Wednesday, June 10, 2009

Washington job openings continue to decline

OLYMPIA – Job vacancies in Washington in April were 35 percent fewer than six months earlier, according to the latest job-vacancy report from the Employment Security Department.

The survey showed that Washington companies were attempting to fill an estimated 32,635 open positions in the spring of 2009, compared to 50,593 open positions last fall.

The Spring 2009 Washington Job-Vacancy Survey report is based on a survey taken in April that measured job openings that firms across Washington were actively attempting to fill. The survey is taken twice a year, in the spring and fall.

“There was a sharp fall in vacancies from the last survey to this one, showing that even job openings are sensitive to our changing economy,” said Greg Weeks, Employment Security’s director of labor-market information. “Although employers are not hiring as much in our weak economy, it is important to note that many firms are still hiring.”

Out of 19 industry sectors, 15 of them experienced declines in job openings. Industries with the most vacancies in April were health care, with 7,517 job openings, retail, with 4,062 openings, and accommodations (hotels) and food services, with 2,990 vacancies.

The occupation that was most in demand was registered nurses. Statewide, there were an estimated 2,317 openings for registered nurses. This number dropped by nearly half from last fall, but still had the most job openings of any occupation.

Most job openings were found in the major metropolitan areas, although there was an increase in some seasonal vacancies in north-central Washington. Specifically, King County had 42 percent of the estimated job openings, which is slightly more than the county’s employment share of 40 percent of all Washington jobs. Ten percent of the spring vacancies were in Pierce County, 7 percent were in north-central Washington and 6 percent in both Snohomish and Spokane counties.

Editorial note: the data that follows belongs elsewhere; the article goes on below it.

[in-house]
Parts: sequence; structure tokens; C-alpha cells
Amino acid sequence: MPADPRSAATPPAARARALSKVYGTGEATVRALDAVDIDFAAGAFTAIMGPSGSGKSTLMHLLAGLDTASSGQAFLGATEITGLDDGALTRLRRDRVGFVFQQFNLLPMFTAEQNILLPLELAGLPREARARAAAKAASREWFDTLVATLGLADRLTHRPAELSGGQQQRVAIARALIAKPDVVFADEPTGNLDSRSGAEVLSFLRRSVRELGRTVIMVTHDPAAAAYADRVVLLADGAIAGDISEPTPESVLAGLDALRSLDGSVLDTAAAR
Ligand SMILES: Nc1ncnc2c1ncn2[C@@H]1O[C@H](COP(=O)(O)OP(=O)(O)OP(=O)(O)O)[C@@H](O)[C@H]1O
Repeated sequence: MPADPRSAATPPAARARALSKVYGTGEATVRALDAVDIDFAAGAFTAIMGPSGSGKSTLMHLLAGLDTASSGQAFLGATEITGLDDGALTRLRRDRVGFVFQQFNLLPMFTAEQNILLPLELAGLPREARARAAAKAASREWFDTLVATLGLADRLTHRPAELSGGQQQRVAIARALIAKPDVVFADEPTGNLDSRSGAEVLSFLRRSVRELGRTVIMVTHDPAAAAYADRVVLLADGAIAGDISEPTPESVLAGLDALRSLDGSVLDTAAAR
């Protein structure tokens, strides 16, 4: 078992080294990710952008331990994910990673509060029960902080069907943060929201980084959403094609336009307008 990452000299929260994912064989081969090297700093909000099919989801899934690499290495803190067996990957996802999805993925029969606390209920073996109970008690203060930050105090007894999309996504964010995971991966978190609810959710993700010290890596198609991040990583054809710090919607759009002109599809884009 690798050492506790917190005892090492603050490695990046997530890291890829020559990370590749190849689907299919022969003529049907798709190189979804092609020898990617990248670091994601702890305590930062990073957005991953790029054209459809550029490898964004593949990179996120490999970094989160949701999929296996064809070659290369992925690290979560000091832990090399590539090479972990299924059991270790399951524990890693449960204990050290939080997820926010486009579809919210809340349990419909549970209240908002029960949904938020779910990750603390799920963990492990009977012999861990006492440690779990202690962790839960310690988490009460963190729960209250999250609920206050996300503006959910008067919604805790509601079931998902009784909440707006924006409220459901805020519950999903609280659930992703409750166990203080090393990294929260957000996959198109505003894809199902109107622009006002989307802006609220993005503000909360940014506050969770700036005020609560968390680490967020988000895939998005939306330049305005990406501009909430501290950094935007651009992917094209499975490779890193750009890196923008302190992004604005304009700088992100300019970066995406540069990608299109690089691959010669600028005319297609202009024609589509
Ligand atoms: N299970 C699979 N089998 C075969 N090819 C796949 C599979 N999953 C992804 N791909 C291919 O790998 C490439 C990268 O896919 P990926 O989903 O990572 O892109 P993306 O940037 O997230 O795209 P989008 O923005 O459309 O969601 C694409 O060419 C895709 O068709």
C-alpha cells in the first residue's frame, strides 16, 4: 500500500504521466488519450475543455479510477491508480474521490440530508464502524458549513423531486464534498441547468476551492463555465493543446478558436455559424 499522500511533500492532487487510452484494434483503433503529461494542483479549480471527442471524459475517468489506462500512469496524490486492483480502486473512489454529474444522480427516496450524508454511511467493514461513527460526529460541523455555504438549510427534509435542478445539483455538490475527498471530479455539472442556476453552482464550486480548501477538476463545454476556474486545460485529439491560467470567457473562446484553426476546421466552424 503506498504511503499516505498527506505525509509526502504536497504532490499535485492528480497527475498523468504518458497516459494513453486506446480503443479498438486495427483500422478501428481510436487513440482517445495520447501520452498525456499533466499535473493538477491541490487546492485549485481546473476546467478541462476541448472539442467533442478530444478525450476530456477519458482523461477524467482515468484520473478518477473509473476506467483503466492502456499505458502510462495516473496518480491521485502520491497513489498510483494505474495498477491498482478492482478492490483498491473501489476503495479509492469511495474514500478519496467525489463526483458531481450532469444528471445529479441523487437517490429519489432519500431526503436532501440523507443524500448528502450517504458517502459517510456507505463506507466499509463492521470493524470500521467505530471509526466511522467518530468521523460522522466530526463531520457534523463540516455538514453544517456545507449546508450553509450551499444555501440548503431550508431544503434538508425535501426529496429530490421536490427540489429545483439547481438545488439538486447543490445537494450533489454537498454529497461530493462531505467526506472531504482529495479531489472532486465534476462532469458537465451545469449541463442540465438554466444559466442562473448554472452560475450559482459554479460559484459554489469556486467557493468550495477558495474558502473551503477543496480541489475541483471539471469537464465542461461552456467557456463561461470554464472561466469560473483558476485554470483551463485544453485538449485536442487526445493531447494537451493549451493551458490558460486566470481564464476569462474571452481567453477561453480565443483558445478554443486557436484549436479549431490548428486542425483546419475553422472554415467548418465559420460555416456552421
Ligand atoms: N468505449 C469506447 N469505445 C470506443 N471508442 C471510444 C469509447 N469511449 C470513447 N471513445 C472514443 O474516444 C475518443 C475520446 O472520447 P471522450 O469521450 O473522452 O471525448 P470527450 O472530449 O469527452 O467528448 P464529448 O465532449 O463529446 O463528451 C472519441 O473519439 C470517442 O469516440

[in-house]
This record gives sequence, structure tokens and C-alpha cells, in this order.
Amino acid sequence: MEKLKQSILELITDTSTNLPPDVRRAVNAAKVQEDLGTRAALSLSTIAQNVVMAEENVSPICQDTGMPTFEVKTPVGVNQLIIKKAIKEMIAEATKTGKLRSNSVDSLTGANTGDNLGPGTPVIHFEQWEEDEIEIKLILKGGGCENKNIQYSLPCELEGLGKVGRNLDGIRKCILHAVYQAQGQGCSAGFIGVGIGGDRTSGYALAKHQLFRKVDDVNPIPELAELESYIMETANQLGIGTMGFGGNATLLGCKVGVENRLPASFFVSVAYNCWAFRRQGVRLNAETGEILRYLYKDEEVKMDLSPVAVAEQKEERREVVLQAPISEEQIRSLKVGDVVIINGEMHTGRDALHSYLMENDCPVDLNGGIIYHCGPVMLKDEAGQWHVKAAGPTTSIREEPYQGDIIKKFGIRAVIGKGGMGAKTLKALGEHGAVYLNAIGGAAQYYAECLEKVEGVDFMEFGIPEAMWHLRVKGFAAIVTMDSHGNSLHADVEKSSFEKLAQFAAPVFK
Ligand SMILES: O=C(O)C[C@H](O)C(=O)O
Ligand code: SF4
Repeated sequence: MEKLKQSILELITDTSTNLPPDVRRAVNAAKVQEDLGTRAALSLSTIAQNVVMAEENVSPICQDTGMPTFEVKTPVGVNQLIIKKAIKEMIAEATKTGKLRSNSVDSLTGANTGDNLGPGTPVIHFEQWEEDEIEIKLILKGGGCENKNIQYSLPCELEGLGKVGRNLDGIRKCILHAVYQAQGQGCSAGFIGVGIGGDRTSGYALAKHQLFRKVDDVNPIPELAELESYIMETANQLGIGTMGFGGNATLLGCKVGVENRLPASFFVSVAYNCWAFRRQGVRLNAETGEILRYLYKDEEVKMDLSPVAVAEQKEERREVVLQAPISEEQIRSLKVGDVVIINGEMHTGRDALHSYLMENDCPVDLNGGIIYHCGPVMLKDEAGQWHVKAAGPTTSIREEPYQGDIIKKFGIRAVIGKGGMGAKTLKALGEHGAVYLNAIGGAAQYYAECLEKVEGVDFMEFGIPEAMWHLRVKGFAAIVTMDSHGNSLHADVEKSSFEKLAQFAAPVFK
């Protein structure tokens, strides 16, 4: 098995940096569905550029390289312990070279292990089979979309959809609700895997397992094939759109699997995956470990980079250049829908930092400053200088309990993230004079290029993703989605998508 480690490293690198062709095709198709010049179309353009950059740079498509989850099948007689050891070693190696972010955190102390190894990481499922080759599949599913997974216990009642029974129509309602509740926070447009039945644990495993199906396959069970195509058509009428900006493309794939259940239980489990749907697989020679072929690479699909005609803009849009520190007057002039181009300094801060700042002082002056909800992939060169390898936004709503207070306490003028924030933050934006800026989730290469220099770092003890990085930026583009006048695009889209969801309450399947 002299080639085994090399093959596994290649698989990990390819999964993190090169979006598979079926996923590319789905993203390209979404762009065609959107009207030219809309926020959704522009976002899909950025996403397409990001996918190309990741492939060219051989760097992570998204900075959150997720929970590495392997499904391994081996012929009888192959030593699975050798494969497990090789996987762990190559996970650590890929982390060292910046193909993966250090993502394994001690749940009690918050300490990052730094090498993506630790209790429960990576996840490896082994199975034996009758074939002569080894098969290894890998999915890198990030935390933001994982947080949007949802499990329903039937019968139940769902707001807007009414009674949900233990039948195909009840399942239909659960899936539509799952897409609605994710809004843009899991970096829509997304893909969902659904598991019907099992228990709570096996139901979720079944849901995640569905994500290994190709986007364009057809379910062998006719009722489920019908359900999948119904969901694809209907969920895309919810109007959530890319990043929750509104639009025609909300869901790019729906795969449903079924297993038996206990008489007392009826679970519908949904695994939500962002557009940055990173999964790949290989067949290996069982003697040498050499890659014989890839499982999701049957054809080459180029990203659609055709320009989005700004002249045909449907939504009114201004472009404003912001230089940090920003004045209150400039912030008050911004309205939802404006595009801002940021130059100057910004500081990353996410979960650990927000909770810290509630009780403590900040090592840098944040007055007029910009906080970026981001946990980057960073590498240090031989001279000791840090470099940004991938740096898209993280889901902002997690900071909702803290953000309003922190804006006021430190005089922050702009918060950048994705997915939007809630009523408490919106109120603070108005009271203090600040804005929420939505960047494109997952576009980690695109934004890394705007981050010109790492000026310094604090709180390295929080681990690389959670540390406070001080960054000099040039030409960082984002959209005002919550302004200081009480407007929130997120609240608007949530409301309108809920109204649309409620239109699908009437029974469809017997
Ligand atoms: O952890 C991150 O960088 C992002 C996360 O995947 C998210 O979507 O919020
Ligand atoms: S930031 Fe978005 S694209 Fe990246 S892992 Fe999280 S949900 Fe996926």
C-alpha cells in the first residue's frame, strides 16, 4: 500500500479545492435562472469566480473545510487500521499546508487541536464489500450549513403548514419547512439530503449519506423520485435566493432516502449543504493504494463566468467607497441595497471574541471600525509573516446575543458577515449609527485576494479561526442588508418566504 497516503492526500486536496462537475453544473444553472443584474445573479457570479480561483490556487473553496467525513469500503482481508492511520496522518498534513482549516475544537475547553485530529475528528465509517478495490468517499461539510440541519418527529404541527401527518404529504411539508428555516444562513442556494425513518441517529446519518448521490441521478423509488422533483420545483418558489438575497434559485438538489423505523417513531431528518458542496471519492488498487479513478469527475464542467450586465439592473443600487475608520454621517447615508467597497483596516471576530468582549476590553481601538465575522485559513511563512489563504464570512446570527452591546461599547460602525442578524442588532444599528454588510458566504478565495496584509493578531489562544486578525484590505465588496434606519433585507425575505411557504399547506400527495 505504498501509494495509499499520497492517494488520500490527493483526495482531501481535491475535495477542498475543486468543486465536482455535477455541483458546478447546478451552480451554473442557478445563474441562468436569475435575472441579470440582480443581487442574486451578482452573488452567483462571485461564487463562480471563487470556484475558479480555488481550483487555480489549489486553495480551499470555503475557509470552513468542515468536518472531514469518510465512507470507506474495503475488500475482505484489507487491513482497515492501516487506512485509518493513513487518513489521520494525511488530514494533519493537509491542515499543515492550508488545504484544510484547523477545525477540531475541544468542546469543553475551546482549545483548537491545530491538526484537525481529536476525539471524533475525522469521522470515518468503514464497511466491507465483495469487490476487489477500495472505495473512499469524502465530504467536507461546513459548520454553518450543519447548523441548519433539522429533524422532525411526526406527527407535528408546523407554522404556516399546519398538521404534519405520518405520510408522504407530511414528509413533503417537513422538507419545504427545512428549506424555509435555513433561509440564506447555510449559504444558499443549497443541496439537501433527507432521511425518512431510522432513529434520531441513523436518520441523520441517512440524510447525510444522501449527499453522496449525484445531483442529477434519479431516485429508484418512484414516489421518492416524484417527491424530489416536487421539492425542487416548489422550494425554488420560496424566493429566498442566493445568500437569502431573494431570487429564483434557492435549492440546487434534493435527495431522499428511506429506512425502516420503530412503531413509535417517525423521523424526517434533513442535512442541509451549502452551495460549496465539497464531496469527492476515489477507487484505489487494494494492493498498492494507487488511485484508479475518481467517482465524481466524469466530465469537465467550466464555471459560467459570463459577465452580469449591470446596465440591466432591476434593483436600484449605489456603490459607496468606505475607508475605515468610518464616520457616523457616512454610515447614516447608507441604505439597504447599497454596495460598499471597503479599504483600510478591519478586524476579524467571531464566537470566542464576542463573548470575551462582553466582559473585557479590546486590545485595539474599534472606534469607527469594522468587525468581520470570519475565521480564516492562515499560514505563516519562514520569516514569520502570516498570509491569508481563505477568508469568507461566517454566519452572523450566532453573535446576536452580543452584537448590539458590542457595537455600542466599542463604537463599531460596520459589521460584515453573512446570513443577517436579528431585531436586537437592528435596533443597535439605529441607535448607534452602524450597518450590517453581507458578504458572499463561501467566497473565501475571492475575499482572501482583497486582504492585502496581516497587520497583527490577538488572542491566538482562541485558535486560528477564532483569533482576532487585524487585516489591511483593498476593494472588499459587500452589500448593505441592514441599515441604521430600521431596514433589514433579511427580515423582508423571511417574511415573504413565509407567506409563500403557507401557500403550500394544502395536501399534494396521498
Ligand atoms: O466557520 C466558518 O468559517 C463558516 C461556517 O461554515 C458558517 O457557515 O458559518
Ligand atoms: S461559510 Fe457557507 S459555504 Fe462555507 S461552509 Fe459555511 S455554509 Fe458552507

Most job openings were not for high-paying jobs, with more than 40 percent of vacant positions offering less than $10 per hour. Eight percent of vacancies were for positions offering $30 or higher per hour. Jobs requiring advanced degrees brought in a median wage of $29.30 per hour (compared to $35.47 when the prior survey was taken last October). Median wages for available jobs dropped consistently with lower educational requirements, according to the April survey.

Job seekers can learn more about prevalent occupations and search more than 14,000 jobs listed online at or by visiting a local WorkSource center. There are 36 WorkSource career centers across Washington.

WorkSource is a partnership of government agencies, community colleges and nonprofit organizations that offer free career services for job seekers and businesses.

The full Washington State Job Vacancy Survey report is available online at

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